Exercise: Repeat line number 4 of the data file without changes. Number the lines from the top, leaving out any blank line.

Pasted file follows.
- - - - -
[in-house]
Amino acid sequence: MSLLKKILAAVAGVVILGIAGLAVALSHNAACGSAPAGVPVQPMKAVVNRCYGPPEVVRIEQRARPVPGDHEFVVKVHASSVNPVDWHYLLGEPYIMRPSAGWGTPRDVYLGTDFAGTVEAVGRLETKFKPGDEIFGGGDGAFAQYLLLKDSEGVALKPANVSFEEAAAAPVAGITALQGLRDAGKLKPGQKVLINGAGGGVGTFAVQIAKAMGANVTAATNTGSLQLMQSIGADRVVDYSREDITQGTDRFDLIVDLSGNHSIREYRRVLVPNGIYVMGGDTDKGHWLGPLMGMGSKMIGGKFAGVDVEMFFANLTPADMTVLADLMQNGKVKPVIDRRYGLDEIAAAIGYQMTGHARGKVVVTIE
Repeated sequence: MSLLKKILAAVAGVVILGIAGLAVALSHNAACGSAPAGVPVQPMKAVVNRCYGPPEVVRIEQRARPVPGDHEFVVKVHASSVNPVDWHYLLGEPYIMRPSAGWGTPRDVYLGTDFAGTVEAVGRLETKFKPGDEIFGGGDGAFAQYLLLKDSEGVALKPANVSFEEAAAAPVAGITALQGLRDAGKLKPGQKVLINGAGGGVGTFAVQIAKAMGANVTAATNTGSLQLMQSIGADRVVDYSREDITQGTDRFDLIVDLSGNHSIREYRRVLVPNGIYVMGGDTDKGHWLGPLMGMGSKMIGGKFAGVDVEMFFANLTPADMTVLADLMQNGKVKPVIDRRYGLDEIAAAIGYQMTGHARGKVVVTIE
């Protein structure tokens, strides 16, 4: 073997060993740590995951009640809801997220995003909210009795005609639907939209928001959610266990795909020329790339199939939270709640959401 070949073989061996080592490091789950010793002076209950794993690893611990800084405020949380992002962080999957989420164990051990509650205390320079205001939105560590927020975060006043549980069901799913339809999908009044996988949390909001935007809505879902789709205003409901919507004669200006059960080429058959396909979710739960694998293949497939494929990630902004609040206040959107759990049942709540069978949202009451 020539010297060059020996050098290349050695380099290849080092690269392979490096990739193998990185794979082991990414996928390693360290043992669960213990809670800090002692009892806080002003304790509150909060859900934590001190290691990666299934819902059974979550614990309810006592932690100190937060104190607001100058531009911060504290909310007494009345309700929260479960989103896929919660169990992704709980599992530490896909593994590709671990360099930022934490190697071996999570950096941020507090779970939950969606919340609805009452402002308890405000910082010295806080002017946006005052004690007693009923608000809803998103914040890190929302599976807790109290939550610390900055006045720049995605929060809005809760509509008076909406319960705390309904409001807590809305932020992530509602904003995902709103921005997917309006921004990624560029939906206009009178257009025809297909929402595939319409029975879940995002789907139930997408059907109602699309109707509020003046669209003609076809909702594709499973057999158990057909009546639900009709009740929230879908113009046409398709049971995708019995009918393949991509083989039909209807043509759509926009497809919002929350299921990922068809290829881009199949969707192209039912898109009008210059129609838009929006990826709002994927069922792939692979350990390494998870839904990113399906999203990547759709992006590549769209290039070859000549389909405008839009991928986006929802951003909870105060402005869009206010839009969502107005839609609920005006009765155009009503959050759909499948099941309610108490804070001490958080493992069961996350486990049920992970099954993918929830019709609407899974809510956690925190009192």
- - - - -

């Protein structure tokens, strides 16, 4: 073997060993740590995951009640809801997220995003909210009795005609639907939209928001959610266990795909020329790339199939939270709640959401 070949073989061996080592490091789950010793002076209950794993690893611990800084405020949380992002962080999957989420164990051990509650205390320079205001939105560590927020975060006043549980069901799913339809999908009044996988949390909001935007809505879902789709205003409901919507004669200006059960080429058959396909979710739960694998293949497939494929990630902004609040206040959107759990049942709540069978949202009451 020539010297060059020996050098290349050695380099290849080092690269392979490096990739193998990185794979082991990414996928390693360290043992669960213990809670800090002692009892806080002003304790509150909060859900934590001190290691990666299934819902059974979550614990309810006592932690100190937060104190607001100058531009911060504290909310007494009345309700929260479960989103896929919660169990992704709980599992530490896909593994590709671990360099930022934490190697071996999570950096941020507090779970939950969606919340609805009452402002308890405000910082010295806080002017946006005052004690007693009923608000809803998103914040890190929302599976807790109290939550610390900055006045720049995605929060809005809760509509008076909406319960705390309904409001807590809305932020992530509602904003995902709103921005997917309006921004990624560029939906206009009178257009025809297909929402595939319409029975879940995002789907139930997408059907109602699309109707509020003046669209003609076809909702594709499973057999158990057909009546639900009709009740929230879908113009046409398709049971995708019995009918393949991509083989039909209807043509759509926009497809919002929350299921990922068809290829881009199949969707192209039912898109009008210059129609838009929006990826709002994927069922792939692979350990390494998870839904990113399906999203990547759709992006590549769209290039070859000549389909405008839009991928986006929802951003909870105060402005869009206010839009969502107005839609609920005006009765155009009503959050759909499948099941309610108490804070001490958080493992069961996350486990049920992970099954993918929830019709609407899974809510956690925190009192």